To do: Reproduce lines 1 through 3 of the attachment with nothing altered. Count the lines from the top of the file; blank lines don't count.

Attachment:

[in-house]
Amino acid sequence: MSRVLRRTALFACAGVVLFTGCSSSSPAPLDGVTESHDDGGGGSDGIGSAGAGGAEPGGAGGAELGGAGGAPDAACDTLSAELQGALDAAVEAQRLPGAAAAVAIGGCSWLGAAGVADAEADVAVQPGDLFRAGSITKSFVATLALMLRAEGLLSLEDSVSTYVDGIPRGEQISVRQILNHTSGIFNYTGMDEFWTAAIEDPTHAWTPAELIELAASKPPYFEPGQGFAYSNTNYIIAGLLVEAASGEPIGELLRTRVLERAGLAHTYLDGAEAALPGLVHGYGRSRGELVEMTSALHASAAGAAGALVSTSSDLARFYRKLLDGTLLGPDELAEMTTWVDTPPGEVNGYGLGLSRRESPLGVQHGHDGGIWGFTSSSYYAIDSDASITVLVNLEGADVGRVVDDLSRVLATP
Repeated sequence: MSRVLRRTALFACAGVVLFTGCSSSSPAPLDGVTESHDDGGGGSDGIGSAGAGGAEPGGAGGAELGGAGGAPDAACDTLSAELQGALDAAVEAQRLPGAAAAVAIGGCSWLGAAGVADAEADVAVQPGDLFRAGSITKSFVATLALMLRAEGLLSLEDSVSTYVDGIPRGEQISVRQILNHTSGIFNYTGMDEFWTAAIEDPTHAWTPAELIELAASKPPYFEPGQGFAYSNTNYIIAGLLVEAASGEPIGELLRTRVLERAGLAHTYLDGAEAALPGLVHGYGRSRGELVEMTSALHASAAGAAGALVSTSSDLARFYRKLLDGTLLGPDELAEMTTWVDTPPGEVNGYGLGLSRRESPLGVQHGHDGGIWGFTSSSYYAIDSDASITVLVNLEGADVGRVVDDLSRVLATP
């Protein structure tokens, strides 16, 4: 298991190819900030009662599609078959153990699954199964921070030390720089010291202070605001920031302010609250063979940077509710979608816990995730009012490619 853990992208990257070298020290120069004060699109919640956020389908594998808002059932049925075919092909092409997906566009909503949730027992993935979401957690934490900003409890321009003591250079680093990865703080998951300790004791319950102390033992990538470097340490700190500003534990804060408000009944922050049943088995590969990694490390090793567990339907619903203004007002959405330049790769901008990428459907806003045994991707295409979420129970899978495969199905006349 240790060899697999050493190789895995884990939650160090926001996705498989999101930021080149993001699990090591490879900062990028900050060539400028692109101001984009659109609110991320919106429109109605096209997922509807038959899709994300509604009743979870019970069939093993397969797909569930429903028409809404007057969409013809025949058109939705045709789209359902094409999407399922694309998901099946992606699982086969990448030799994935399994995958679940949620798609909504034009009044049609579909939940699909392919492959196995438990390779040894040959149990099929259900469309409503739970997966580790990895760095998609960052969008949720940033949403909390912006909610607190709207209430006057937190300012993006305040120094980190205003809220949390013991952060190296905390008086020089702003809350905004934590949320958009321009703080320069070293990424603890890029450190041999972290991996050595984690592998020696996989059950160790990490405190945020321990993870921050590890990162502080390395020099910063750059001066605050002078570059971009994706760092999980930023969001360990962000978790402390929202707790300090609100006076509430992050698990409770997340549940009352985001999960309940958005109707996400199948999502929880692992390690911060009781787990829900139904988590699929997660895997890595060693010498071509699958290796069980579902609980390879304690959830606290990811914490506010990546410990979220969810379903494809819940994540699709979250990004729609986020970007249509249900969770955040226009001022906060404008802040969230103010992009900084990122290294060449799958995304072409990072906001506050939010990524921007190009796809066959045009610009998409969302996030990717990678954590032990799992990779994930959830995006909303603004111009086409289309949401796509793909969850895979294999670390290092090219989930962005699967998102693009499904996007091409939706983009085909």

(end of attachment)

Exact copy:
[in-house]
Amino acid sequence: MSRVLRRTALFACAGVVLFTGCSSSSPAPLDGVTESHDDGGGGSDGIGSAGAGGAEPGGAGGAELGGAGGAPDAACDTLSAELQGALDAAVEAQRLPGAAAAVAIGGCSWLGAAGVADAEADVAVQPGDLFRAGSITKSFVATLALMLRAEGLLSLEDSVSTYVDGIPRGEQISVRQILNHTSGIFNYTGMDEFWTAAIEDPTHAWTPAELIELAASKPPYFEPGQGFAYSNTNYIIAGLLVEAASGEPIGELLRTRVLERAGLAHTYLDGAEAALPGLVHGYGRSRGELVEMTSALHASAAGAAGALVSTSSDLARFYRKLLDGTLLGPDELAEMTTWVDTPPGEVNGYGLGLSRRESPLGVQHGHDGGIWGFTSSSYYAIDSDASITVLVNLEGADVGRVVDDLSRVLATP
Repeated sequence: MSRVLRRTALFACAGVVLFTGCSSSSPAPLDGVTESHDDGGGGSDGIGSAGAGGAEPGGAGGAELGGAGGAPDAACDTLSAELQGALDAAVEAQRLPGAAAAVAIGGCSWLGAAGVADAEADVAVQPGDLFRAGSITKSFVATLALMLRAEGLLSLEDSVSTYVDGIPRGEQISVRQILNHTSGIFNYTGMDEFWTAAIEDPTHAWTPAELIELAASKPPYFEPGQGFAYSNTNYIIAGLLVEAASGEPIGELLRTRVLERAGLAHTYLDGAEAALPGLVHGYGRSRGELVEMTSALHASAAGAAGALVSTSSDLARFYRKLLDGTLLGPDELAEMTTWVDTPPGEVNGYGLGLSRRESPLGVQHGHDGGIWGFTSSSYYAIDSDASITVLVNLEGADVGRVVDDLSRVLATP